SHREVEPORT, LA (KSLA)- A group of day care providers in Shreveport says they may have to shut their doors in the next couple of months, and they're blaming the TOTS program. It's a tool that the state implemented that is supposed to make it easier for them to get paid.
"For the full month of August, I have not received all my funds, so we're running two months behind on payments," says Willie Guiden.
Guiden owns Unity Day Care. He says the state is dropping the ball on paying him, and other providers who participate in TOTS (Tracking of Time Services).
"We have only received one fourth of the money that we used to receive before they went to TOTS," Guiden says.
Trey Williams, the Director of Communications for the Department of Children and Family Services says that's not quite accurate.
"For the month of September, Unity Child Care did receive more money than it received in May 2010, before TOTS was implemented," he says.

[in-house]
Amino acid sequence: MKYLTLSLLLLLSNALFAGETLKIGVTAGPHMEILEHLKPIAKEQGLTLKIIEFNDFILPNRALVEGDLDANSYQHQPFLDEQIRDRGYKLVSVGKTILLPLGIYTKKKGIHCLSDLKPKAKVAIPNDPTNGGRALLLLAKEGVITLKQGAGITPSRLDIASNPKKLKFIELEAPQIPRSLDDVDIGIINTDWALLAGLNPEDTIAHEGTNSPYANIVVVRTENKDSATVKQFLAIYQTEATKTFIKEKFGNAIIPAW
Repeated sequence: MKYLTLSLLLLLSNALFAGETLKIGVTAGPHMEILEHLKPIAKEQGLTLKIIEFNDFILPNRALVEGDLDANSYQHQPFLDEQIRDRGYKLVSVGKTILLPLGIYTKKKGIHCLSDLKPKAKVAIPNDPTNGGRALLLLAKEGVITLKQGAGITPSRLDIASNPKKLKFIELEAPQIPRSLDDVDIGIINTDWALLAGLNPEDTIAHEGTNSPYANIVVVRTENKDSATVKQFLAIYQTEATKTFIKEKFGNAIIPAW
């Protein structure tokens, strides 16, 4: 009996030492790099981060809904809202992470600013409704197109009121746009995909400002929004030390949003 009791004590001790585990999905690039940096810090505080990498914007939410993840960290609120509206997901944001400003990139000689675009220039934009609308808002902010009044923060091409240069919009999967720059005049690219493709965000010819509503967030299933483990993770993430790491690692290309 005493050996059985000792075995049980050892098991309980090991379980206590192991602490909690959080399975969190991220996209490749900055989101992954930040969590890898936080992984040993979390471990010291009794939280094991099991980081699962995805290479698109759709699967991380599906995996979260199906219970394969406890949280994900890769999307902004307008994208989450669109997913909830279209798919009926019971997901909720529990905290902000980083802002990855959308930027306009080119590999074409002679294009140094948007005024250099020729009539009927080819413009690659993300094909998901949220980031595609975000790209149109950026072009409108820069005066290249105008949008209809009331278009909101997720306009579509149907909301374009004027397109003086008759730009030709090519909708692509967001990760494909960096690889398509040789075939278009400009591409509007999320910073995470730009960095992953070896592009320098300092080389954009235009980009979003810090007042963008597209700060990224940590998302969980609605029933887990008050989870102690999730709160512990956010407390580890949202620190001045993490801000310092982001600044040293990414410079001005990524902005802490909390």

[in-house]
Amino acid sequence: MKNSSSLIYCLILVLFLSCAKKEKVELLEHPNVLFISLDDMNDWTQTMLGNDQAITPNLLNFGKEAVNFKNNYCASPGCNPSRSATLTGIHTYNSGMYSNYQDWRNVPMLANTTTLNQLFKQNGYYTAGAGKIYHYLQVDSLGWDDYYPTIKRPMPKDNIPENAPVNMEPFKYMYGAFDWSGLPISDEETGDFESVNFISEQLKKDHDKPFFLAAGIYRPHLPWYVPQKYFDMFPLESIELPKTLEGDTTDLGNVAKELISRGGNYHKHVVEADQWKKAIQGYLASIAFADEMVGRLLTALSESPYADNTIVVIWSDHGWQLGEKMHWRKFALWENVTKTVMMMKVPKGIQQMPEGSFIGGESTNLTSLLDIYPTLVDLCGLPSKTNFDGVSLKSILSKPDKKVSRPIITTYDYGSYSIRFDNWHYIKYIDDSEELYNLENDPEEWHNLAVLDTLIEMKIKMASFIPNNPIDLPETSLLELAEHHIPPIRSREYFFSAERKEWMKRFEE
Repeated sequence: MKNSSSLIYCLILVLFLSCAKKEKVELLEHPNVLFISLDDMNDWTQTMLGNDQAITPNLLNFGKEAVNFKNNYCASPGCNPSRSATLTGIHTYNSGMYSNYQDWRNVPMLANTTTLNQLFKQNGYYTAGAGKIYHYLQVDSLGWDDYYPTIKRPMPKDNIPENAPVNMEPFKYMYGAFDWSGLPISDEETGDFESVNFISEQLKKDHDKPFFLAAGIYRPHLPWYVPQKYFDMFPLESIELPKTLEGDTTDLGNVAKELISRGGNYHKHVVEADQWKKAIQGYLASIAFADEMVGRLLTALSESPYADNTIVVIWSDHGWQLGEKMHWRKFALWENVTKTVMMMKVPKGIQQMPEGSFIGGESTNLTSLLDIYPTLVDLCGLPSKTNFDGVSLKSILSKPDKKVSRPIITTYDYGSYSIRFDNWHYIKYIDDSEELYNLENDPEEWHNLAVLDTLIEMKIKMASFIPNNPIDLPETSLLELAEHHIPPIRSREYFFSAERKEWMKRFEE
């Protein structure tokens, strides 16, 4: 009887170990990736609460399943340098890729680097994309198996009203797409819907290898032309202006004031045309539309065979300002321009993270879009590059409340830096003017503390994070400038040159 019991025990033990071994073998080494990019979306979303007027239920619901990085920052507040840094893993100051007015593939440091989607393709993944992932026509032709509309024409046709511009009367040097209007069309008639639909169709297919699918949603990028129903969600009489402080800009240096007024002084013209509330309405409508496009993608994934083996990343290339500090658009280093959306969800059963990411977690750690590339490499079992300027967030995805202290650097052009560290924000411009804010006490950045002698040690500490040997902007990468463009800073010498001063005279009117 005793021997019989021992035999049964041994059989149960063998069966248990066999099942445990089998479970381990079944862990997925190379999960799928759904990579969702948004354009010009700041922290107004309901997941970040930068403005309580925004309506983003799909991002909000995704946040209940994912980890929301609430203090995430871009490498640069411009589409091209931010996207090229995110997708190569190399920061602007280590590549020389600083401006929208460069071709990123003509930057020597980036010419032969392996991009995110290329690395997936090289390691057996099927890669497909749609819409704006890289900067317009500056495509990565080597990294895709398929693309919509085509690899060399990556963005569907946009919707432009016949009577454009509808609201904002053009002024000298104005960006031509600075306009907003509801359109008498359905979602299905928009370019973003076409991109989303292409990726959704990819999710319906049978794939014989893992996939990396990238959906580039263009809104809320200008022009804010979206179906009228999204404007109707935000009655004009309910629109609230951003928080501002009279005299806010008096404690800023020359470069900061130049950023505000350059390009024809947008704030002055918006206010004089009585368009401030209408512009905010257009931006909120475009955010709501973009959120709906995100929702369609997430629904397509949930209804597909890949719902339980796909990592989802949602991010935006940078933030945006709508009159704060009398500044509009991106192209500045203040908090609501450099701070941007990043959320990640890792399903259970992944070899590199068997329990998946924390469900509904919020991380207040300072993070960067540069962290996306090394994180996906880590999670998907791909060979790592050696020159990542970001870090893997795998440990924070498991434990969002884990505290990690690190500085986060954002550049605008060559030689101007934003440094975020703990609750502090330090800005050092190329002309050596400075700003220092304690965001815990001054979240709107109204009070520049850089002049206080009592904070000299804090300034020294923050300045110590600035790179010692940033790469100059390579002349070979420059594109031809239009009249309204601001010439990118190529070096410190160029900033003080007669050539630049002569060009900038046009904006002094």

Williams says the DCFS has taken big steps to rectify any problems providers had with TOTS in the beginning: "If we could tell that people have tried to scan the finger image in for the month of August or September, if we can see that there was an attempt there, we went ahead and paid that money."
Guiden isn't the only one who says he's having problems. Dorothy Durley, owner of Precious Lambs Learning Academy, says the state is behind in payments, and she's been getting less money. She's worried that the trouble she says she's having getting paid from the state could force her to shut down.
"I give myself two months, if that, and the doors will be locked."
Willie Guiden will lead a group of day care providers to Baton Rouge Monday. They had a meeting planned for Friday evening to discuss what they plan to say when they plead their case to the state.
"I will be asking the Governor to go back to the regular paper until he gets all the bugs worked out.